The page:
Figure 3.

Dependence of net soil C (a), and N (b), accumulation between 0 and 60 cm soil-depth on total plant below-ground biomass as measured in 2006. Regressions have d.f. = 1.151. Dashed lines represent 95% confidence bands.

plant functional complementarity increases soil c and n accumulation by its effects on root biomass

Because total root biomass was so strongly associated with soil C and N accumulation, we investigated whether and how species number and functional composition affected plant below-ground biomass accumulation over 12 years. Total below-ground biomass to 60 cm soil depth was positively and significantly affected by the experimentally imposed number of plant species (R2 = 0.45; F1,152 = 121.8, P < 0.0001). The presence of C4 grasses, C3 grasses and legumes significantly positively affected total root biomass (Table 1). However, while a C4 grass × legume interaction had also a significant effect on total root biomass in 2006 (F10,151 = 19.8, P = 0.007), a C3 grass × legume interaction did not (F10,151 = 19.8, P = 0.551).

The high complementarity between C4 grasses and legumes greatly increased total root biomass across different species diversity plots (see the ‘C4L’ combinations in Fig. 4a). Indeed, plots containing at least one C4 grass and one legume species had significantly greater root biomass than any other two-species functional group combination (F1,26 = 23.7, P < 0.0001), or four-species (F1,28 = 9.89, P = 0.004) or eight-species diversity plots (F1,29 = 6.9, P = 0.01) that lacked the presence of both a C4 grass and a legume species (Fig. 4a). Total root biomass associated with the joint presence of at least one C4 grass and one legume species within the two species plots (N = 7; Fig. 4a) was slightly less than, but not significantly different from, the root biomass associated with the high-diversity plots (F1,42 = 1.78, P = 0.23). High-diversity plots showed, however, greater below-ground biomass than C4L combinations (see Fig. 4a) within the four species plots (F1,49 = 10.4, P < 0.0016) as well as within the eight species plots (F1,54 = 5.76, P < 0.021).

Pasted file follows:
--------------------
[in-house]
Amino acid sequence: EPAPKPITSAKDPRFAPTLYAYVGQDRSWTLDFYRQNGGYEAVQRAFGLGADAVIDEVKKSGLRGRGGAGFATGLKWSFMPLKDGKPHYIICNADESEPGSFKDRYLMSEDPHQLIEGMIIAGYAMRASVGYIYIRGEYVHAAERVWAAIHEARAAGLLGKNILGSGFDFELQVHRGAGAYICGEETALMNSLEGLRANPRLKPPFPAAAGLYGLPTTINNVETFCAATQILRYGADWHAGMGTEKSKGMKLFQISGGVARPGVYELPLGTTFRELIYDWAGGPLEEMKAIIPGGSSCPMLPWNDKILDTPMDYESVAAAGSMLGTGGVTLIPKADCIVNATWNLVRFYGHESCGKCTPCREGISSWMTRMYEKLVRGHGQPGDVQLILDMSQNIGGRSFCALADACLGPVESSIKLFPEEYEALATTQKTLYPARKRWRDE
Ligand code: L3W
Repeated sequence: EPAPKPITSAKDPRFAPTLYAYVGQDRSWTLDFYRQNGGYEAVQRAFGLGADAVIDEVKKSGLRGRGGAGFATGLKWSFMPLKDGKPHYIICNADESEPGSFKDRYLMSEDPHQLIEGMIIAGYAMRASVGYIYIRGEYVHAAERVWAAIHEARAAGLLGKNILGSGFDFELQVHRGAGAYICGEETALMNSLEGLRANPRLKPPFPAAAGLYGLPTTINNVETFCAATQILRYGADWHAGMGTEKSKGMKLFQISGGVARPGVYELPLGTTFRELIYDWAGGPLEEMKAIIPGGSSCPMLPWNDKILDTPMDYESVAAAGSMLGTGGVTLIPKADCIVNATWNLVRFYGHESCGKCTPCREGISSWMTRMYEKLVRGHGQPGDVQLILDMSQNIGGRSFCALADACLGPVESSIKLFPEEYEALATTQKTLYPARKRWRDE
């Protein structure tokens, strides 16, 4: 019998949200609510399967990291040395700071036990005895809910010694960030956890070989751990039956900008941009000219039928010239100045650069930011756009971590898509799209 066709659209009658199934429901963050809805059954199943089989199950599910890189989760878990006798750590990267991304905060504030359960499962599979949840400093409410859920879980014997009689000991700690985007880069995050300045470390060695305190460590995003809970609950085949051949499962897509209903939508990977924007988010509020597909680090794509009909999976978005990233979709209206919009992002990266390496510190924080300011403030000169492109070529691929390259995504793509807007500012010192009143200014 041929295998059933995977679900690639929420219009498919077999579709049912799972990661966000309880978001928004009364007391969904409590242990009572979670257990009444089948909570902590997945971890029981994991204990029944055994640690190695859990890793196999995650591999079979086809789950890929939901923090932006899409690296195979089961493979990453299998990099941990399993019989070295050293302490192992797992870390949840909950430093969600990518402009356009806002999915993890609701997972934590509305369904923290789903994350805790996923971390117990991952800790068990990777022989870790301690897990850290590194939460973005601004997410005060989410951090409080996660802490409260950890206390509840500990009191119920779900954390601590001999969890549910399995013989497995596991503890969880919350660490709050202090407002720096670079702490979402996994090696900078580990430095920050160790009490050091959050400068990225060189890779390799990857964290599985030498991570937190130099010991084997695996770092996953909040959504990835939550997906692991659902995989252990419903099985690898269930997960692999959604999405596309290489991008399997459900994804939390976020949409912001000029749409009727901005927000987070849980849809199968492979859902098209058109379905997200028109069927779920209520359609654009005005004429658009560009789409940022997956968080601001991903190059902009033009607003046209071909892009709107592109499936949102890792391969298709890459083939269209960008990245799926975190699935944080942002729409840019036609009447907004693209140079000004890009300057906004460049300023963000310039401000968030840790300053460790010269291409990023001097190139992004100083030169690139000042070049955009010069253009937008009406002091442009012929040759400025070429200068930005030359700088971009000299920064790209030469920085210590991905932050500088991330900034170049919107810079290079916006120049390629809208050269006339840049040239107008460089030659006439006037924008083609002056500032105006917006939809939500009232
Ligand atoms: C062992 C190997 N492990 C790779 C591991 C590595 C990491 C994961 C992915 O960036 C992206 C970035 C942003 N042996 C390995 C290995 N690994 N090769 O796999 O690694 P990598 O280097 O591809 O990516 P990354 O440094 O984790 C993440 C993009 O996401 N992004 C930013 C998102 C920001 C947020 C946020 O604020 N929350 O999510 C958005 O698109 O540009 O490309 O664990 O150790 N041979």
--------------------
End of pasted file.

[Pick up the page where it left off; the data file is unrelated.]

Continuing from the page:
Figure 4.

Dependence of total plant below-ground biomass measured between 0 and 60 cm soil-depth (a), and total plant above-ground biomass (b), as both measured in 2006 on the number of plant species and functional composition. Black bars show plant biomass averaged for all functional groups within each species diversity level; white bars show plant biomass averaged only for those functional combinations that included at least one C4 grass and one legume within each species diversity level; finally, grey bars show plant biomass averaged for those functional combinations that did not include C4 grasses and legumes together.

We also found that legume and C4 grass presence significantly affected root production (Table 1); plots with at least a C4 grass and a legume species produced on average 333.7 ± 37.9 g m2 of roots, twice as much as the average root biomass produced by all other functional group combinations that lacked C4 grasses and legumes (145.2 ± 41.9 g m−2).

Finally, we found that total above-ground biomass was positively affected by the number of species (R2 = 0.46; F1,152 = 125.6, P < 0.0001) and, in a separate analysis, it was also dependent on the presence of C4 grasses, forbs and legumes (Table 1). The joint presence of C4 grasses and legumes within two species plots increased above-ground biomass production, which was not significantly different from the 16 species plots (F1,42 = 0.86, P = 0.35; Fig 4b). However, total above-ground biomass was not significantly different between diversity plots that included at least one C4 grass and one legume species vs. other functional combinations which did not include any C4L combinations within the four and eight species plots (see Fig. 4b; P > 0.05 for all analyses).

complementarity determines soil c and n accumulation by increasing root biomass to 60 cm soil depth

Multiple regression shows that the presence of C4 grasses (P < 0.0009 for all analyses) and legumes (P < 0.0001 for analyses) significantly increased total root biomass between 0–30 and 30–60 cm soil depth (see Fig. 5a), whereas C3 grasses did not (P = 0.82). Moreover, C4 grass × legume interactions significantly increased root biomass between 0–30 and 30–60 cm soil depth (P < 0.01 for both analyses), whereas C3 grasses × legume interactions were not significant (P > 0.39 for both analyses). Finally, neither C4 grasses nor legumes significantly affected root biomass between 60 and 100 cm soil depth (P > 0.5 for all analyses; Fig. 5a).

Figure 5.

Dependence of total below-ground biomass as measured in 2006 at different soil depth levels on the presence/absence of C4 grasses and legumes (a; *P < 0.001). Dependence of soil C and N sequestration to 60 cm soil depth on functional composition. (b) Monoculture plots (C3, C3 grasses; C4, C4 grasses; L, legumes and F, forbs); plots with at least one C4 grass and one legume species planted within the two, four and eight-species diversity plots, C4L; other plant functional combinations within the two, four and eight-species plots, Other, and high-diversity plots (HD, 16-species plots, which generally have three or four species, each, of C4's and legumes).